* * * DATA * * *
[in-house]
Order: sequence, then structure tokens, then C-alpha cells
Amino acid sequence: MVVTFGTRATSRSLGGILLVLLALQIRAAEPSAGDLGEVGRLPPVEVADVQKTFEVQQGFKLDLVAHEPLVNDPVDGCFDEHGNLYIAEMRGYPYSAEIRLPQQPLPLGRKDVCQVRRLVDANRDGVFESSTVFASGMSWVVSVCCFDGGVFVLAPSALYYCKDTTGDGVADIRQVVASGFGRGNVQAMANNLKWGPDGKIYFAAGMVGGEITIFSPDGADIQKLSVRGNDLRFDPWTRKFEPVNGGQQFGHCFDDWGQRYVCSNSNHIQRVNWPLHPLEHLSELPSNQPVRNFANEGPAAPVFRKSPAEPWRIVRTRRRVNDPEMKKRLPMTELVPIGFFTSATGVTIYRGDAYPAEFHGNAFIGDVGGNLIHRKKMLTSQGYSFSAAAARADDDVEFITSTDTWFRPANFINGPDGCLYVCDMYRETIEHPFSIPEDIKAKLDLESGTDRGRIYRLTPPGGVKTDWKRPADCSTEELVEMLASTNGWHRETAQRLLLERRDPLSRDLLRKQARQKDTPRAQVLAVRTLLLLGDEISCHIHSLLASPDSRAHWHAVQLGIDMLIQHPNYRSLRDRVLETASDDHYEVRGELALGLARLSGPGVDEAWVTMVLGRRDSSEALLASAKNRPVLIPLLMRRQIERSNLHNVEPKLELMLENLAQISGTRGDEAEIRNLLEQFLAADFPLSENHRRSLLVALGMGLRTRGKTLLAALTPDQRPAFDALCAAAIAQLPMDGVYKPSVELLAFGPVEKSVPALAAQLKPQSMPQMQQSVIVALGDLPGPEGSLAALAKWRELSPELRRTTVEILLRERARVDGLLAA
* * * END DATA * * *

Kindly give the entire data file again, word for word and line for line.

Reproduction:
[in-house]
Order: sequence, then structure tokens, then C-alpha cells
Amino acid sequence: MVVTFGTRATSRSLGGILLVLLALQIRAAEPSAGDLGEVGRLPPVEVADVQKTFEVQQGFKLDLVAHEPLVNDPVDGCFDEHGNLYIAEMRGYPYSAEIRLPQQPLPLGRKDVCQVRRLVDANRDGVFESSTVFASGMSWVVSVCCFDGGVFVLAPSALYYCKDTTGDGVADIRQVVASGFGRGNVQAMANNLKWGPDGKIYFAAGMVGGEITIFSPDGADIQKLSVRGNDLRFDPWTRKFEPVNGGQQFGHCFDDWGQRYVCSNSNHIQRVNWPLHPLEHLSELPSNQPVRNFANEGPAAPVFRKSPAEPWRIVRTRRRVNDPEMKKRLPMTELVPIGFFTSATGVTIYRGDAYPAEFHGNAFIGDVGGNLIHRKKMLTSQGYSFSAAAARADDDVEFITSTDTWFRPANFINGPDGCLYVCDMYRETIEHPFSIPEDIKAKLDLESGTDRGRIYRLTPPGGVKTDWKRPADCSTEELVEMLASTNGWHRETAQRLLLERRDPLSRDLLRKQARQKDTPRAQVLAVRTLLLLGDEISCHIHSLLASPDSRAHWHAVQLGIDMLIQHPNYRSLRDRVLETASDDHYEVRGELALGLARLSGPGVDEAWVTMVLGRRDSSEALLASAKNRPVLIPLLMRRQIERSNLHNVEPKLELMLENLAQISGTRGDEAEIRNLLEQFLAADFPLSENHRRSLLVALGMGLRTRGKTLLAALTPDQRPAFDALCAAAIAQLPMDGVYKPSVELLAFGPVEKSVPALAAQLKPQSMPQMQQSVIVALGDLPGPEGSLAALAKWRELSPELRRTTVEILLRERARVDGLLAA